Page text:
A New Way to Stratify High-Risk PCa Patients
BOSTON—Prostate cancer patients with a Gleason score of 9 or 10 have a risk of PSA recurrence following radical prostatectomy or radiation therapy similar to that of men having a Gleason score of 7 with tertiary grade 5 disease, data suggest.
Clinicians should consider the presence of tertiary grade 5 disease when risk-stratifying high-risk prostate cancer patients, according to researchers.
“Historically, tertiary grades have not been incorporated into the Gleason scoring system, but there has been a great deal of interest recently in addressing the prognostic value of tertiary grade 5 disease,” said lead investigator Akash Nanda, MD, PhD, a radiation oncology resident in the Harvard Radiation Oncology Program in Boston. Findings were reported here at the annual meeting of the American Society for Therapeutic Radiology and Oncology.
In 2005, the International Society of Urologic Pathology Consensus Conference proposed that a Gleason score of 3 + 4 with tertiary grade 5 be reclassified as Gleason 8 and a Gleason score of 4 + 3 with tertiary grade 5 be reclassified as Gleason 9. Furthermore, a recent study showed that men with a Gleason score of 7 with tertiary grade 5 had a similar risk of PSA recurrence as those who had a Gleason score of 8-10 (JAMA. 2007;298:1533).
“Based on that study, we hypothesized that the tertiary grade 5 component in men with Gleason score 7 disease may be equally important as the primary or secondary grade 5 components in men with Gleason score 9 to 10 disease in predicting PSA recurrence,” Dr. Nanda said.Dr. Nanda and his colleagues analyzed data from 312 men (median age 68 years) with localized prostate cancer and Gleason score 7 with tertiary grade 5, Gleason 8 without grade 5, or Gleason 9 to 10. All men underwent radical prostatectomy or external beam radiotherapy with or without androgen suppression therapy.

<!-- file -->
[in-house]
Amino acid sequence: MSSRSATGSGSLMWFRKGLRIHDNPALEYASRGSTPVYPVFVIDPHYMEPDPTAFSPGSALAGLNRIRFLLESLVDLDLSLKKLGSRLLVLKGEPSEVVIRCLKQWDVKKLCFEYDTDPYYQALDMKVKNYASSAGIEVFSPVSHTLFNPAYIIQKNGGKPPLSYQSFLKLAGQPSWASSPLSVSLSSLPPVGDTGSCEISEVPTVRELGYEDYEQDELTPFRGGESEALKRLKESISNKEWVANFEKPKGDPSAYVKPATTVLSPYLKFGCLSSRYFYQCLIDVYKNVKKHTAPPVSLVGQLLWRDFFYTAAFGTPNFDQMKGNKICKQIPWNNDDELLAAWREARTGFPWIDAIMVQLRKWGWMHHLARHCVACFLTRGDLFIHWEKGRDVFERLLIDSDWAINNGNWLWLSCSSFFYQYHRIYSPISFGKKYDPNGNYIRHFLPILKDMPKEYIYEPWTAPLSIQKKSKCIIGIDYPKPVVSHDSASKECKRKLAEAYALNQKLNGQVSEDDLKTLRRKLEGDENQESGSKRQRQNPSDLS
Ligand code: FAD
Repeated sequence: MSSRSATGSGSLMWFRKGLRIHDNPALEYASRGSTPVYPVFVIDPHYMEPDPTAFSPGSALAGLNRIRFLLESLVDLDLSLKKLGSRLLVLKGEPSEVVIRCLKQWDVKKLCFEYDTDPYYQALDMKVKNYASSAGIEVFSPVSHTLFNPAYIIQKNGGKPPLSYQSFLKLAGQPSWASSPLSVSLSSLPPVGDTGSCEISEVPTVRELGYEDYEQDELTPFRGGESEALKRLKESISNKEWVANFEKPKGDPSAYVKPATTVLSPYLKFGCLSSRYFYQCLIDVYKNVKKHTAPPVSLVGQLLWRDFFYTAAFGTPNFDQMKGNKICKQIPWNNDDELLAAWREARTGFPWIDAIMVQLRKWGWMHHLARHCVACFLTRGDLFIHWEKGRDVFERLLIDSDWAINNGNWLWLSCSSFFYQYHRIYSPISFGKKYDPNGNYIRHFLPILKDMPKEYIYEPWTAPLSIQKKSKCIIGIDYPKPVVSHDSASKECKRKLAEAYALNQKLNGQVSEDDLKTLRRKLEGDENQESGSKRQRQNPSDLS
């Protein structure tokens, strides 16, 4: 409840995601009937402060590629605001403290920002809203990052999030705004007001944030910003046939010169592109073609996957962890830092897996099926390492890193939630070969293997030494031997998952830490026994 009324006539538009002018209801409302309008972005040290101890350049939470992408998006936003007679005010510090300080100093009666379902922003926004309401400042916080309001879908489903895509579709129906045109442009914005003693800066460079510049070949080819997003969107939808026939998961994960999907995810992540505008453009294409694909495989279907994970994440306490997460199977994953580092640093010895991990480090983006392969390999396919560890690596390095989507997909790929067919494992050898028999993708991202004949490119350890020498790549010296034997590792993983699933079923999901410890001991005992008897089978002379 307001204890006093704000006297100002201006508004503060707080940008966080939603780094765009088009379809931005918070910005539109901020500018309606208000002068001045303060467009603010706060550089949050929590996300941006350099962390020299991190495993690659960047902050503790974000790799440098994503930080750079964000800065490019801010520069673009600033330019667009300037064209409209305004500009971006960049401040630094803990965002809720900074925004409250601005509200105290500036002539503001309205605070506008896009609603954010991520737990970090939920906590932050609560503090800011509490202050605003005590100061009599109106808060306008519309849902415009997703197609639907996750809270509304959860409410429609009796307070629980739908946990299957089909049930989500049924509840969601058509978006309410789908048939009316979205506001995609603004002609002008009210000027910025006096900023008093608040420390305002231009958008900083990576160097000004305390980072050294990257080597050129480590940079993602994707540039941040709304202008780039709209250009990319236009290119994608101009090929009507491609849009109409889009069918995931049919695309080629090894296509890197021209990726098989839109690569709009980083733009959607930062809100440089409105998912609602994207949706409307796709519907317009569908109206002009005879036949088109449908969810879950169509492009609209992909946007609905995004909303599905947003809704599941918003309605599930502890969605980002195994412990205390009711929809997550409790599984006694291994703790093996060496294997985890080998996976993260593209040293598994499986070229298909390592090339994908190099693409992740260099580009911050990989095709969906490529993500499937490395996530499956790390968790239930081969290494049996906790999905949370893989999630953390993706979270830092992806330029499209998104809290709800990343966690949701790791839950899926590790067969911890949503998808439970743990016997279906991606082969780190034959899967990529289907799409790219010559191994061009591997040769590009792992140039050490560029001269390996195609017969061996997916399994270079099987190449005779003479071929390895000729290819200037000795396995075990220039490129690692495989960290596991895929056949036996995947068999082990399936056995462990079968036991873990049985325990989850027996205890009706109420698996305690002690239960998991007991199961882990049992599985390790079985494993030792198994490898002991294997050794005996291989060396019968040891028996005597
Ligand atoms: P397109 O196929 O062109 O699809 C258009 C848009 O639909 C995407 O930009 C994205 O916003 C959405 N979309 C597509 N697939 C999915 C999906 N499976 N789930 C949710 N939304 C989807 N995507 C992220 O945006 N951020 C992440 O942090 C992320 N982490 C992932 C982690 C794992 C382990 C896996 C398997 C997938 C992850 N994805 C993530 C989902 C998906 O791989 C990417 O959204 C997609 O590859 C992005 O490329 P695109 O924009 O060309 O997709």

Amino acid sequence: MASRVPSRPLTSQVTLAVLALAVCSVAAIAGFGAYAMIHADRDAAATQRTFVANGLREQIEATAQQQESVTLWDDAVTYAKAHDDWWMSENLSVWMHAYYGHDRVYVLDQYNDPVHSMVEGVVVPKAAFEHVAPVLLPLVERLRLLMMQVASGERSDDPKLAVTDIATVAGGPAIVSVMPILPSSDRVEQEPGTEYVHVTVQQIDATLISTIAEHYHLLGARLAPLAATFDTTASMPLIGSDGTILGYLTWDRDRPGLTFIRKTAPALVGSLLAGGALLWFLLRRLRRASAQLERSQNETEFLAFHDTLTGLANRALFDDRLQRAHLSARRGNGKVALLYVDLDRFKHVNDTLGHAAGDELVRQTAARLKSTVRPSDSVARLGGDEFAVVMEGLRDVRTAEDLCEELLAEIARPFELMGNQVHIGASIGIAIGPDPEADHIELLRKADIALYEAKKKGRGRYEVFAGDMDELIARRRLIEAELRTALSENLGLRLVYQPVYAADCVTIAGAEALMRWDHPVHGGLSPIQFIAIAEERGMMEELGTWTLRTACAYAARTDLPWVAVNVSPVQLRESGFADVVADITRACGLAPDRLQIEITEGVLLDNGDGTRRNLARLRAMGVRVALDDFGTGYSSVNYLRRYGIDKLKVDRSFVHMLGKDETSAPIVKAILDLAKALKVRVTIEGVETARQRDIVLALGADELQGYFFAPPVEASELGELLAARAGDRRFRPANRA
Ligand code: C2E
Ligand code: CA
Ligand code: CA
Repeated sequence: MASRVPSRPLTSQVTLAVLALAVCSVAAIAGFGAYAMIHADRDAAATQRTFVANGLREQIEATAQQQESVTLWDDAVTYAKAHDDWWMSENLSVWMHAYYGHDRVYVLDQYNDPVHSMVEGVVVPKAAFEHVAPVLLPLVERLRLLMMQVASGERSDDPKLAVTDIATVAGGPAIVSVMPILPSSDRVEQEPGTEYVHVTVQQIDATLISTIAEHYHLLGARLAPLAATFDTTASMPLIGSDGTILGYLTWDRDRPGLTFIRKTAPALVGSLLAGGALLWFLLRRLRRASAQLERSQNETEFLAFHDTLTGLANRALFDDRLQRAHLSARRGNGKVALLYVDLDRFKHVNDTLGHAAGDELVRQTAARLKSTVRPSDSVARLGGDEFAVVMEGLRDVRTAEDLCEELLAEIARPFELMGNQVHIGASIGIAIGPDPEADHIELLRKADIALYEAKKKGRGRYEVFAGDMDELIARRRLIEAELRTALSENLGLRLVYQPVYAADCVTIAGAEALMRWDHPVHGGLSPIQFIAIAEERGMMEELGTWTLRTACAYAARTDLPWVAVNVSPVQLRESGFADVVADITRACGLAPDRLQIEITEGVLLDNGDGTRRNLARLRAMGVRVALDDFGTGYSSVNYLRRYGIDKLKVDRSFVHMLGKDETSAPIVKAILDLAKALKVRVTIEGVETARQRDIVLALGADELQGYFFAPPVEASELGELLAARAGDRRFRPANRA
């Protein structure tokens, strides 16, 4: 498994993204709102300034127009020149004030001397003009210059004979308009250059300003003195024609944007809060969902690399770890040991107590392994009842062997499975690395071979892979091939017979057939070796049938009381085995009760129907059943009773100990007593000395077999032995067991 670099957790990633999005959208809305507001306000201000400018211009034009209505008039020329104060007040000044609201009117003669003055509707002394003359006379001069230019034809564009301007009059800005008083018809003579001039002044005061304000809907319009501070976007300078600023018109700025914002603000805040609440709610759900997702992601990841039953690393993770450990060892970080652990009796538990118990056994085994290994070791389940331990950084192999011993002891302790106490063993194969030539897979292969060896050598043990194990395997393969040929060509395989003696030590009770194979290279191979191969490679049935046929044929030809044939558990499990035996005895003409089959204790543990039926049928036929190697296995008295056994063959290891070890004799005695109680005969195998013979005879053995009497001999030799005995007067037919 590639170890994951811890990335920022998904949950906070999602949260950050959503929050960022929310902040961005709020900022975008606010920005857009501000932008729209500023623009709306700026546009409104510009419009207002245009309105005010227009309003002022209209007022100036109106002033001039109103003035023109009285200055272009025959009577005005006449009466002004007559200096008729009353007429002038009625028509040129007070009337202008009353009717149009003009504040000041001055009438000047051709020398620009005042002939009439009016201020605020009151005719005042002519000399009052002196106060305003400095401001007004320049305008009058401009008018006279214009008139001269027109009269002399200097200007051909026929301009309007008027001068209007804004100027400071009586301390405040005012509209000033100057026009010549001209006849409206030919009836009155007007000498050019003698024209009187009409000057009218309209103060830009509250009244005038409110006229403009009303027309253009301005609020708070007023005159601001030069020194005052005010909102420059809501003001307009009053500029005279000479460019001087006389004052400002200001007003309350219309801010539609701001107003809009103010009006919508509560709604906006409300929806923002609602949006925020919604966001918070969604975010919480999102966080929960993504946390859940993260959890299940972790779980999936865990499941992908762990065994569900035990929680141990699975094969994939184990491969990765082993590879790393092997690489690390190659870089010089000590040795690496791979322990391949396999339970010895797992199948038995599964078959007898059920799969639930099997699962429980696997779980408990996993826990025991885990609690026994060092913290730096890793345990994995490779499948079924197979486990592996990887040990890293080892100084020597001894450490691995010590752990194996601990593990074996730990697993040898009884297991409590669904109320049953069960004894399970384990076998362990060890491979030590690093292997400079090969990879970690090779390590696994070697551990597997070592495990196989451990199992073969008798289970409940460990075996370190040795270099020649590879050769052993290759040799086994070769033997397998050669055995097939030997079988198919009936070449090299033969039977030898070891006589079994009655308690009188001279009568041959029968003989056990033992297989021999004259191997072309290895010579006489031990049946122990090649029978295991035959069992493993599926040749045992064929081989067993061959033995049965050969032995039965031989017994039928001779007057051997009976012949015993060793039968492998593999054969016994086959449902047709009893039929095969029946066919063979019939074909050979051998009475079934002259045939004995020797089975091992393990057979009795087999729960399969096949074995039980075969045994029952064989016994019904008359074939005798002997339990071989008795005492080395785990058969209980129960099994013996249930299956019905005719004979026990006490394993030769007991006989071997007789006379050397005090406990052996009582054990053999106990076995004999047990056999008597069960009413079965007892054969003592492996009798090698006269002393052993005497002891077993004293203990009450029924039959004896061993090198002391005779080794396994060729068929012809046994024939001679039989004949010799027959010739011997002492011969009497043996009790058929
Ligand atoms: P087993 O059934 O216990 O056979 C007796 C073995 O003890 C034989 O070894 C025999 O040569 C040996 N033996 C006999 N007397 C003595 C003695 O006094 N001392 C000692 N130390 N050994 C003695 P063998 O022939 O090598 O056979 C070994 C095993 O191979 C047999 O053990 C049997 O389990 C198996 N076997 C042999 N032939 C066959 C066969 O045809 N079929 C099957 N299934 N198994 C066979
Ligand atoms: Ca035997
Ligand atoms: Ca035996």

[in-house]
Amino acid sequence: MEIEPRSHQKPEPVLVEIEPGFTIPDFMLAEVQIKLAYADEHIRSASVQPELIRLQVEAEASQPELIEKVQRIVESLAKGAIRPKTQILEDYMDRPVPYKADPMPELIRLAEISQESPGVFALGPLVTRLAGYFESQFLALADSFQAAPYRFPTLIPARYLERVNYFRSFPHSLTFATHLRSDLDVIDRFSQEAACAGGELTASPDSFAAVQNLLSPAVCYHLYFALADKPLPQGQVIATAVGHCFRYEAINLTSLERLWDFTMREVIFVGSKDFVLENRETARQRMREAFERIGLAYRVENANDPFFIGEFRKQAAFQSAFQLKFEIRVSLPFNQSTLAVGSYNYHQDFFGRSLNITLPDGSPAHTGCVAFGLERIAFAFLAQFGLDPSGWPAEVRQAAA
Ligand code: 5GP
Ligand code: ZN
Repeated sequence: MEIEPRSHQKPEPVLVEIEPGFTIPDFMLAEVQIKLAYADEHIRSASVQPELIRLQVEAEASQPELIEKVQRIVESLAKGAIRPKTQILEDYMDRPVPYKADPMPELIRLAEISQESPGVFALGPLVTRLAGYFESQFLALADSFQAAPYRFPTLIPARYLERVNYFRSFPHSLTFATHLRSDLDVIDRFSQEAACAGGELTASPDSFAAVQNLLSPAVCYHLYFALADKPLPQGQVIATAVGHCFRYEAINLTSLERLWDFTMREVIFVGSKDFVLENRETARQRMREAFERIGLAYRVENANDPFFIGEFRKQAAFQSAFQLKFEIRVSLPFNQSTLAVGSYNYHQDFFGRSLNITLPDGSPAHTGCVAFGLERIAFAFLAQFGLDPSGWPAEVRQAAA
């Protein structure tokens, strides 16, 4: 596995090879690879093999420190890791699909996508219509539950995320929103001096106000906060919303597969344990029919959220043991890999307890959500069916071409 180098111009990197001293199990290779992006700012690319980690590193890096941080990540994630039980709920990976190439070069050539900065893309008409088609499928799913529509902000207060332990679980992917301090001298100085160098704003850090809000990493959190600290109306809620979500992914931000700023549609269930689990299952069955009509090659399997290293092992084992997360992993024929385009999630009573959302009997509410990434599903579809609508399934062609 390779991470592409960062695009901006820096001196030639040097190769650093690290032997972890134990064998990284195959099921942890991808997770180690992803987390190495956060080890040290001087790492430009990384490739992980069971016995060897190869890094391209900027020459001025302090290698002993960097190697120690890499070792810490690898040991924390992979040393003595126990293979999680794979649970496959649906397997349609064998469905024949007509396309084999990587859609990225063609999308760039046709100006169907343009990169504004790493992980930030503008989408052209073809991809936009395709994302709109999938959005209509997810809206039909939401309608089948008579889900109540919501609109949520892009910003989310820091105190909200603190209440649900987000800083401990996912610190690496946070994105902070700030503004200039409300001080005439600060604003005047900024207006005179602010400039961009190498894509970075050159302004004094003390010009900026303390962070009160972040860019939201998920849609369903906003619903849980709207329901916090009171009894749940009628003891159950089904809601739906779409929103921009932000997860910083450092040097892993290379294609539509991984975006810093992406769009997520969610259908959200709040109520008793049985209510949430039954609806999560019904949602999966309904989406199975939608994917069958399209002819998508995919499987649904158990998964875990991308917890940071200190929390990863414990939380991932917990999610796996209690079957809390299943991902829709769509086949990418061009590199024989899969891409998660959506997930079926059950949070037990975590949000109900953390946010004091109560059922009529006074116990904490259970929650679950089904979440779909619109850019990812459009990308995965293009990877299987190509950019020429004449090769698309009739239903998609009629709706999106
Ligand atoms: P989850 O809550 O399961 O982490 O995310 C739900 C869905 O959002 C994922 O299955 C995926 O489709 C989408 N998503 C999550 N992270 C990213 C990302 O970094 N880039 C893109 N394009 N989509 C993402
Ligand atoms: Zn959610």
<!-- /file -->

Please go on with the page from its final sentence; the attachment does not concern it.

After a median follow-up of 5.7 years, men with a Gleason score of 8 had a lower risk of PSA recurrence than men with a Gleason score of 9 or 10. Men having a Gleason score of 7 with tertiary grade 5 disease had a risk of PSA recurrence similar to that of men with a Gleason score of 9 or 10.
Men with a Gleason score of 9 or 10 and those with a Gleason score of 7 with tertiary grade 5 disease had median PSA recurrence-free survivals of 4.5 and 5.0 years, respectively. Both of these times were less than the 5.4 years for men with a Gleason score of 8.“That is important because the traditional high-risk category is Gleason 8 to 10,” Dr. Nanda said. “Our results would suggest further stratification into 8 versus 9, 10, and 7 with tertiary grade 5. In other words, sub-stratification based on the presence or absence of any Gleason grade 5 component (primary, secondary, or tertiary). There is a great deal of interest in testing the addition of novel systemic agents to the standard of care in randomized clinical trials for men with high-risk prostate cancer. It would be nice to optimally stratify these patients up front to help better identify those patients who would benefit the most from the addition of systemic therapy to the current standard of care.”
He cautioned that this study is retrospective, so the conclusions can only be viewed as hypothesis-generating and need to be further validated in a prospective setting.